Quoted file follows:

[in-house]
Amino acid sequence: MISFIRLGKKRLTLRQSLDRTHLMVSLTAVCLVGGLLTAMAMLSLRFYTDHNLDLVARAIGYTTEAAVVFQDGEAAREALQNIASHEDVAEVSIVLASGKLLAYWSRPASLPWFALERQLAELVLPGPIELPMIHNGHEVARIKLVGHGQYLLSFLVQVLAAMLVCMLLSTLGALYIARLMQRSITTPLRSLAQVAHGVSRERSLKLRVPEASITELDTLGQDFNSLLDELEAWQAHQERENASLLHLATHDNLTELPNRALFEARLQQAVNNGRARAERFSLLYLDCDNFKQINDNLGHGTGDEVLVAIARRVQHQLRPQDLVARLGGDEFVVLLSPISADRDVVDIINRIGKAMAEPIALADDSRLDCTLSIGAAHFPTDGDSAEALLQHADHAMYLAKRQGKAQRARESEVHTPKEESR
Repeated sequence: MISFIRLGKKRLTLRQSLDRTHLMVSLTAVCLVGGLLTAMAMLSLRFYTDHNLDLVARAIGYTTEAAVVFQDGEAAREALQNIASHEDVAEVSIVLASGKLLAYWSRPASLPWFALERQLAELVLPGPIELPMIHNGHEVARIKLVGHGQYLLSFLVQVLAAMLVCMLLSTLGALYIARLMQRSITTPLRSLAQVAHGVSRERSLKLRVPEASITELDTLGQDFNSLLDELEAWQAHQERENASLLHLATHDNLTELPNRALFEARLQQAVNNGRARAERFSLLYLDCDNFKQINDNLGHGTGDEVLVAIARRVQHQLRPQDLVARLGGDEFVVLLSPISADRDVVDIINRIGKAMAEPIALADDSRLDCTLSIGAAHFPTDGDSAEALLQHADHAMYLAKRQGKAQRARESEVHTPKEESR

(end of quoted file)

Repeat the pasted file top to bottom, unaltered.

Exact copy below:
[in-house]
Amino acid sequence: MISFIRLGKKRLTLRQSLDRTHLMVSLTAVCLVGGLLTAMAMLSLRFYTDHNLDLVARAIGYTTEAAVVFQDGEAAREALQNIASHEDVAEVSIVLASGKLLAYWSRPASLPWFALERQLAELVLPGPIELPMIHNGHEVARIKLVGHGQYLLSFLVQVLAAMLVCMLLSTLGALYIARLMQRSITTPLRSLAQVAHGVSRERSLKLRVPEASITELDTLGQDFNSLLDELEAWQAHQERENASLLHLATHDNLTELPNRALFEARLQQAVNNGRARAERFSLLYLDCDNFKQINDNLGHGTGDEVLVAIARRVQHQLRPQDLVARLGGDEFVVLLSPISADRDVVDIINRIGKAMAEPIALADDSRLDCTLSIGAAHFPTDGDSAEALLQHADHAMYLAKRQGKAQRARESEVHTPKEESR
Repeated sequence: MISFIRLGKKRLTLRQSLDRTHLMVSLTAVCLVGGLLTAMAMLSLRFYTDHNLDLVARAIGYTTEAAVVFQDGEAAREALQNIASHEDVAEVSIVLASGKLLAYWSRPASLPWFALERQLAELVLPGPIELPMIHNGHEVARIKLVGHGQYLLSFLVQVLAAMLVCMLLSTLGALYIARLMQRSITTPLRSLAQVAHGVSRERSLKLRVPEASITELDTLGQDFNSLLDELEAWQAHQERENASLLHLATHDNLTELPNRALFEARLQQAVNNGRARAERFSLLYLDCDNFKQINDNLGHGTGDEVLVAIARRVQHQLRPQDLVARLGGDEFVVLLSPISADRDVVDIINRIGKAMAEPIALADDSRLDCTLSIGAAHFPTDGDSAEALLQHADHAMYLAKRQGKAQRARESEVHTPKEESR